Third Man Rolling Record Store Draws a Crowd at LUNA Music

Local collectors lined up to shop the mobile version of indie-rock icon Jack White’s record label.

The Third Man Rolling Record Store, a yellow truck that sells material from the label that shares its name, was parked in front of LUNA Music in SoBro yesterday. Started by indie-rock icon Jack White, the Nashville label (which recorded Indianapolis group We Are Hex) has something of a cult following, and the truck drives to different cities throughout the year to sell primarily vinyl records from bands ranging in genre from hip hop to rock to country.

“The idea behind it is that we come to the people instead of them coming to Nashville,” said store manager Dani Robb. “It’s like a food truck, for records.” The truck had been on the road for the past six days, stopping in cities such as St. Louis and Memphis before visiting Indianapolis. 

The rolling store opened at 11 a.m., to a line that stretched down the block—Hoosiers hungry to buy limited-edition vinyl. Third Man recently partnered with legendary Sun Records (Elvis Presley’s first label) to reissue material from Johnny Cash and other musicians from the 1950s. The truck had 100 copies of an obscure album from The Prisonaires, an incarcerated ’50s doo-wop group, and sold them all. “We’re really honored to reissue those,” said Robb.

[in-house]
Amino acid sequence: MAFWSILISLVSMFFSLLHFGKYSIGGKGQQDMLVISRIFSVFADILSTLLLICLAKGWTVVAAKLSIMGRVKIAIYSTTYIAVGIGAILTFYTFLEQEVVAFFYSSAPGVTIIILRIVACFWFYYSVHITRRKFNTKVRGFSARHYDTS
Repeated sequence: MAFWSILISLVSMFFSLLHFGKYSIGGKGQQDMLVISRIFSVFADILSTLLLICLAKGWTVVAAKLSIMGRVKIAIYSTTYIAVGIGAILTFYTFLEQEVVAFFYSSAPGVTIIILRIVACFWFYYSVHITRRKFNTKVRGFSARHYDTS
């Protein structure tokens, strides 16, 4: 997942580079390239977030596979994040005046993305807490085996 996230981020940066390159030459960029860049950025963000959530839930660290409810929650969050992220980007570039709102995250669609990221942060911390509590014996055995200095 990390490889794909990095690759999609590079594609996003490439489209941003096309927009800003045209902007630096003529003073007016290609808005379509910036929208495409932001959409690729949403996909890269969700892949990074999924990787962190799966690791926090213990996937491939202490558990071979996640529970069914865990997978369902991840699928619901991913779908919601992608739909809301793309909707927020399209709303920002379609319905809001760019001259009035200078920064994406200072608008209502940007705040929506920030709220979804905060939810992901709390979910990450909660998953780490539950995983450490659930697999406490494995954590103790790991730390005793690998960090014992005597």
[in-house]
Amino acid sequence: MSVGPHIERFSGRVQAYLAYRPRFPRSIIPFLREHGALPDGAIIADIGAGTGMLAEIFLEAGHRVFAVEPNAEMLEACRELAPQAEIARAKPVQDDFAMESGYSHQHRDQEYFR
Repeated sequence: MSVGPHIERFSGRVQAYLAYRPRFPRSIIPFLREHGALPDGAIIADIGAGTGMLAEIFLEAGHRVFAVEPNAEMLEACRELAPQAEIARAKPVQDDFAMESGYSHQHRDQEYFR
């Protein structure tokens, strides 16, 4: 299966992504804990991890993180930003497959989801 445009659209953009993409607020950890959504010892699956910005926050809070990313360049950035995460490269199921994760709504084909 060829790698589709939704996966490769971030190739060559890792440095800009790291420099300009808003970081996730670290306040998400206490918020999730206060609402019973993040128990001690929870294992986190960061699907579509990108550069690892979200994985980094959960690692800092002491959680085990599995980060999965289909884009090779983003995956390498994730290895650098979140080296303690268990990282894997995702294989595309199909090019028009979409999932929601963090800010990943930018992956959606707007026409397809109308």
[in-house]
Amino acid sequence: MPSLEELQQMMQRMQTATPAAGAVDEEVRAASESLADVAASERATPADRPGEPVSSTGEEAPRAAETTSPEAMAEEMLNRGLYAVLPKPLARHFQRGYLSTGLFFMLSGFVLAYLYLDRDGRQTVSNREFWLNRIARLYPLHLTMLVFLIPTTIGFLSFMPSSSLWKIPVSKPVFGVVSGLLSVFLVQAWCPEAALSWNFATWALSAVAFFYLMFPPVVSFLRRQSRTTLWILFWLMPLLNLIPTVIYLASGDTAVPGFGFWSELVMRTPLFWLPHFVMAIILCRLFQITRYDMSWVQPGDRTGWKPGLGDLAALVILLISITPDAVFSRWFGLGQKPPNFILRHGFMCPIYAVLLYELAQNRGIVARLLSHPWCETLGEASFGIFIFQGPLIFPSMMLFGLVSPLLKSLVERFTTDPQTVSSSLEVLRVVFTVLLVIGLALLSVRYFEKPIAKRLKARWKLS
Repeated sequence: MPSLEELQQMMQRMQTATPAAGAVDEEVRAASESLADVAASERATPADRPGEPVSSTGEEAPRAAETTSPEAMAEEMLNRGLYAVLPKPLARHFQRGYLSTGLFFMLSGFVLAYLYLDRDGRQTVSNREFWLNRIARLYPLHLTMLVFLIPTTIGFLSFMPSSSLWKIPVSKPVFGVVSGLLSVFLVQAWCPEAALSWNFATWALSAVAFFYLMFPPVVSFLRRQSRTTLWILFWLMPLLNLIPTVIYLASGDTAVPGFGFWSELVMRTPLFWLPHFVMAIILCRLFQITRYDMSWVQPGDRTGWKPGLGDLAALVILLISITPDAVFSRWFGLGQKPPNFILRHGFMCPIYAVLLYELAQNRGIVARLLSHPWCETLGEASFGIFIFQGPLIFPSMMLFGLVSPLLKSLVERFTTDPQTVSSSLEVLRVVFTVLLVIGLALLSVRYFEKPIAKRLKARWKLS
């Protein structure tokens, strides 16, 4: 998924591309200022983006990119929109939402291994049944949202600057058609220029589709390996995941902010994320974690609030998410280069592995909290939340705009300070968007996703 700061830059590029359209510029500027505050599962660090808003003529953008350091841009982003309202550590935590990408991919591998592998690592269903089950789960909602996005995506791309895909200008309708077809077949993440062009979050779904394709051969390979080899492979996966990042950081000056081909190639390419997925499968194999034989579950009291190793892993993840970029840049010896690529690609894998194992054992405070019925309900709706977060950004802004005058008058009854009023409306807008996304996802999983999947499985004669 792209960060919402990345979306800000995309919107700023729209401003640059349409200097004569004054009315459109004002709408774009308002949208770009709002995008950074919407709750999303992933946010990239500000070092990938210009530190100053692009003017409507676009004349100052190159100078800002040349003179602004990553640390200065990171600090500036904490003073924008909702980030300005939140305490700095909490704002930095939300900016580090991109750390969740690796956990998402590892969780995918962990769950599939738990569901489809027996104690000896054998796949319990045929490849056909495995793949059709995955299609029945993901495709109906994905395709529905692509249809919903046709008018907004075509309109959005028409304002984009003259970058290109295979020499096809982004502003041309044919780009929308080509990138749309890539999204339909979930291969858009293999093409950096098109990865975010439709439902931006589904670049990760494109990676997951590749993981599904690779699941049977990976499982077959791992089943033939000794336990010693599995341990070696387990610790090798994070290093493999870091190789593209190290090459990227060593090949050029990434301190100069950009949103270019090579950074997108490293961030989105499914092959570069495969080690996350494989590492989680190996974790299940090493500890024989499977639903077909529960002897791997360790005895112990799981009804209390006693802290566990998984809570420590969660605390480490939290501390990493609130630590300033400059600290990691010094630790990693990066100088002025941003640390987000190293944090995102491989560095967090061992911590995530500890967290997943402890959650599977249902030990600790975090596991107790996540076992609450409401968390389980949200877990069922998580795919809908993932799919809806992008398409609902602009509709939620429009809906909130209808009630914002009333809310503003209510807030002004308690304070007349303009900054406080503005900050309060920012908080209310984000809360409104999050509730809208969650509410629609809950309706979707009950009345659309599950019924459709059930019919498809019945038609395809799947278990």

Robb said that many record collectors seek out the truck. Seventeen-year-old Austin Roberts certainly did.

“Just recently I became a fan of Jack White, and I heard it was going to be out here, so I just up and went,” said Roberts. “I drove almost an hour so I could get Jack White’s new record.”

LUNA employee Taylor Shirek was struck by the enthusiasm of the customers who showed up. 

“There was a bunch of people in lawn chairs waiting before the truck came,” said Shirek, adding that the store places frequent product orders with the label. “You could tell they were excited.”

Robb said that being on the road in the rolling record store is entertaining, especially when people know who they are. “I think one of my favorite things is when truckers recognize us on the highway and honk,” she said. “Or when we get weird looks at gas stations and people come up to see what we are.”

LUNA Music, 5202 N. College Ave., 283-5862,